Ned Donnelly, a former prize fighter turned boxing instructor and author (with a lot of help from his literate friends), was a household name as a one of the most successful, famous, and respected instructors in the history of British boxing. This delightful book – more than an instruction manual, more than an amusing pastime – captures the fighting style from a crucial moment in boxing history right after the Prize Ring had become extinct. With a detailed clarity of expression, and accompanied by charming illustrations of a slightly paunchy boxer, it is a fascinating insight to the man who trained George Bernard Shaw.

The books in “Found on the Shelves” have been chosen to give a fascinating insight into the treasures that can be found while browsing in The London Library. Now celebrating its 175th anniversary, with over seventeen miles of shelving and more than a million books, The London Library has become an unrivalled archive of the modes, manners and thoughts of each generation which has helped to form it.

From essays on dieting in the 1860s to instructions for gentlewomen on trout-fishing, from advice on the ill health caused by the “modern” craze of bicycling to travelogues from Norway, they are as readable and relevant today as they were more than a century ago.
Book 8
A book passionately defending balloon flight for human beings, celebrating the 175th anniversary of The London Library.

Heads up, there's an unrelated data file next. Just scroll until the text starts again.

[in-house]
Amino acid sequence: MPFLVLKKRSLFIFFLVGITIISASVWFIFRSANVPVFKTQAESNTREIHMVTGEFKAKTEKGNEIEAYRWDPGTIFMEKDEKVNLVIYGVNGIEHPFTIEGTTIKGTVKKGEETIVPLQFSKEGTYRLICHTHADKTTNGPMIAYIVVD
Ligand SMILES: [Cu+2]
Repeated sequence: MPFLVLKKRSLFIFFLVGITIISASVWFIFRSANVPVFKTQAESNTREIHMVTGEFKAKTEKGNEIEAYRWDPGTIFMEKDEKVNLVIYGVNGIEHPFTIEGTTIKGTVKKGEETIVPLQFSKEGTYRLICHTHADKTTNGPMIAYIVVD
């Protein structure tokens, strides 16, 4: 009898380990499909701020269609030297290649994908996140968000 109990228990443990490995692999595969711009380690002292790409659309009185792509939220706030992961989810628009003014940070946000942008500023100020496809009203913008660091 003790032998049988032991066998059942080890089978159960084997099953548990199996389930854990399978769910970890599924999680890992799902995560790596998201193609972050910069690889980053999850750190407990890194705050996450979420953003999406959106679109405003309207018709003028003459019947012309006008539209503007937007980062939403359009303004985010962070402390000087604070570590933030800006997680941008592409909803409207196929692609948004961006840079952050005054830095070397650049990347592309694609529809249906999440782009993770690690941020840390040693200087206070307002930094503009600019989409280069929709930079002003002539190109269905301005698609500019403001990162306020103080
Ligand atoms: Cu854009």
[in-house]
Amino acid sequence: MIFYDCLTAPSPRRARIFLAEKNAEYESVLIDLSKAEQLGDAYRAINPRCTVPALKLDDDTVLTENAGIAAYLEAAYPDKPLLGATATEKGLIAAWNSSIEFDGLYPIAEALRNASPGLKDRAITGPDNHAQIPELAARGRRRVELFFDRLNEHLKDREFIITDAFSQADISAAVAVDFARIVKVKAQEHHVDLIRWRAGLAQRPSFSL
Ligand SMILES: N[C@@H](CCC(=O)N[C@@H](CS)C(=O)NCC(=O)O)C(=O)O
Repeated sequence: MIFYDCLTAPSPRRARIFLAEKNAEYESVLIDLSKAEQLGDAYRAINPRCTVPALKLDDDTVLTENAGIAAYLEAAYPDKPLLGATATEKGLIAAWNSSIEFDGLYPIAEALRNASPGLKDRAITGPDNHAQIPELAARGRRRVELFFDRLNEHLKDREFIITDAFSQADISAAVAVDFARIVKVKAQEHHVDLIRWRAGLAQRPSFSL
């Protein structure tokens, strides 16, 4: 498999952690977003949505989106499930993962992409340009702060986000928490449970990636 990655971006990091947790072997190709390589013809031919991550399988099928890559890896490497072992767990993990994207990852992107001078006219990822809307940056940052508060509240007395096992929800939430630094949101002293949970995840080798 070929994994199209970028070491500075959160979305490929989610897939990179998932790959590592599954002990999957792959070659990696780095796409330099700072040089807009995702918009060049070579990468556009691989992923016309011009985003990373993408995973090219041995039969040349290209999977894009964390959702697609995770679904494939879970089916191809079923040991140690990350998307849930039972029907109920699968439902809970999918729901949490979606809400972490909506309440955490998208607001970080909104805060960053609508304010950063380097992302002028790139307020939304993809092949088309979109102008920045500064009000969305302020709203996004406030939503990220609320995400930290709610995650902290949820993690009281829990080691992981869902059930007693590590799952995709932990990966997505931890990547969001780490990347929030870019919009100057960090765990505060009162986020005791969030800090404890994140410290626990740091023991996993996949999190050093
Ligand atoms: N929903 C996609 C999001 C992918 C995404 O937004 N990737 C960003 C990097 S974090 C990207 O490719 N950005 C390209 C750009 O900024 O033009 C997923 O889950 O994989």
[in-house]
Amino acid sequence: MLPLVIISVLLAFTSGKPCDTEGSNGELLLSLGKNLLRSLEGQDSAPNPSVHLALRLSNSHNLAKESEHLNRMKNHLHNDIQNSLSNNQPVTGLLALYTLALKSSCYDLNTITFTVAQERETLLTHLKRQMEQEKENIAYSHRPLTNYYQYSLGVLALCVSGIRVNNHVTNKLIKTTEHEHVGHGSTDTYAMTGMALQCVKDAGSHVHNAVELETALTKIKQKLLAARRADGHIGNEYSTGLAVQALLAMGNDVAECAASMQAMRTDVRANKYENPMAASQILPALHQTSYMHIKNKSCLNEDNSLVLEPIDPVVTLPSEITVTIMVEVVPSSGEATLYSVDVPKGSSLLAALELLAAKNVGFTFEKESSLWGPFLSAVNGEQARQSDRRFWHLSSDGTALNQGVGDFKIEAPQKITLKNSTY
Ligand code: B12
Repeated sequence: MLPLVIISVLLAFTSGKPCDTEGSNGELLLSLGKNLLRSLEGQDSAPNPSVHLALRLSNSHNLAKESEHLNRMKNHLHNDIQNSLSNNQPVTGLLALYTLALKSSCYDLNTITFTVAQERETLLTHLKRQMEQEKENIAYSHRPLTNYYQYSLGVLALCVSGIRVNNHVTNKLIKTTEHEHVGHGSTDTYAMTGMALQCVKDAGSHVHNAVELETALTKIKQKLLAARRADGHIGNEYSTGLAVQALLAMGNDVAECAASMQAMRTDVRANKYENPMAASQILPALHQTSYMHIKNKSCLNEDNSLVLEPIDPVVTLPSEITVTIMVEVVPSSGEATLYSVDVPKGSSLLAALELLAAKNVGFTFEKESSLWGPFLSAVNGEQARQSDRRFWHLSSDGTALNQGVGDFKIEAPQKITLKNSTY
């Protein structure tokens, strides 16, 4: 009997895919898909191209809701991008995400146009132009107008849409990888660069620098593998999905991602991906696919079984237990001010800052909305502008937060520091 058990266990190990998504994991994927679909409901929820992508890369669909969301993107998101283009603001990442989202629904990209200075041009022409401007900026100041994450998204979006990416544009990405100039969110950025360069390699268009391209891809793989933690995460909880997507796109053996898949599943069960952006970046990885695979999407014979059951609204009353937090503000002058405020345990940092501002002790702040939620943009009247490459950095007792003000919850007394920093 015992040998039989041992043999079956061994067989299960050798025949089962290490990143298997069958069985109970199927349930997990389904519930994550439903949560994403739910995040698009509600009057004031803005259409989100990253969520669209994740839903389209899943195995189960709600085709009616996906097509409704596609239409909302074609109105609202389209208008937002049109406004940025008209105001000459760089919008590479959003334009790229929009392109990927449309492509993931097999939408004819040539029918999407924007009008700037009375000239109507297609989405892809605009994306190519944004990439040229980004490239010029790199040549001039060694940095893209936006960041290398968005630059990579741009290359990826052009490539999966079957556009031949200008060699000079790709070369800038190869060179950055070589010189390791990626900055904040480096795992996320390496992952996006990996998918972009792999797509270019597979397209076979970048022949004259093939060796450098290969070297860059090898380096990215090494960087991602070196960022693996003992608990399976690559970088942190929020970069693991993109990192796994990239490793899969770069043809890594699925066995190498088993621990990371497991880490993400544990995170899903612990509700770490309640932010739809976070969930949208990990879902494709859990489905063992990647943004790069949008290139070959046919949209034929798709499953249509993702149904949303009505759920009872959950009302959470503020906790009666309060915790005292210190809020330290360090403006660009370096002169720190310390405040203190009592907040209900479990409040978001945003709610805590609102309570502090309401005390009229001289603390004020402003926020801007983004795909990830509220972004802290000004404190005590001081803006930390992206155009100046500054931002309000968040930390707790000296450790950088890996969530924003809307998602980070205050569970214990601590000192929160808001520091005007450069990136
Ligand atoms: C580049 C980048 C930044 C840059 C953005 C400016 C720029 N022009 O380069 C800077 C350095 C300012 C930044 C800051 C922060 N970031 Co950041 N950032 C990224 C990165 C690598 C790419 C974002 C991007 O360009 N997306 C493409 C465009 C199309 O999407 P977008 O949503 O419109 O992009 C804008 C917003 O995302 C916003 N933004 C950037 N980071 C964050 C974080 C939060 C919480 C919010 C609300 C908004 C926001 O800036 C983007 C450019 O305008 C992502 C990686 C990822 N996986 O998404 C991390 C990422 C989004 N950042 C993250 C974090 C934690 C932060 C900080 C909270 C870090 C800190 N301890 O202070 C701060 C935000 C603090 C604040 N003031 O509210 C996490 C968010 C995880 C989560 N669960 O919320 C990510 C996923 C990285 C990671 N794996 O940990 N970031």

The first balloon flight with passengers (a sheep, a duck, and a rooster) took place on 19th September 1783. On 4th October 1863, Nadar’s giant balloon “Le Géant” had its first ascent; the second (and nearly fatal) was two weeks later.

A curiosity both for its content on theories of flight and its author, an important pioneer of French photography and skilled self-publicist, The Right to Fly indicates the interest taken by many at the time in the possibilities of human flight – and the Victorian passion for discoveries and invention.

The books in “Found on the Shelves” have been chosen to give a fascinating insight into the treasures that can be found while browsing in The London Library. Now celebrating its 175th anniversary, with over seventeen miles of shelving and more than a million books, The London Library has become an unrivalled archive of the modes, manners and thoughts of each generation which has helped to form it.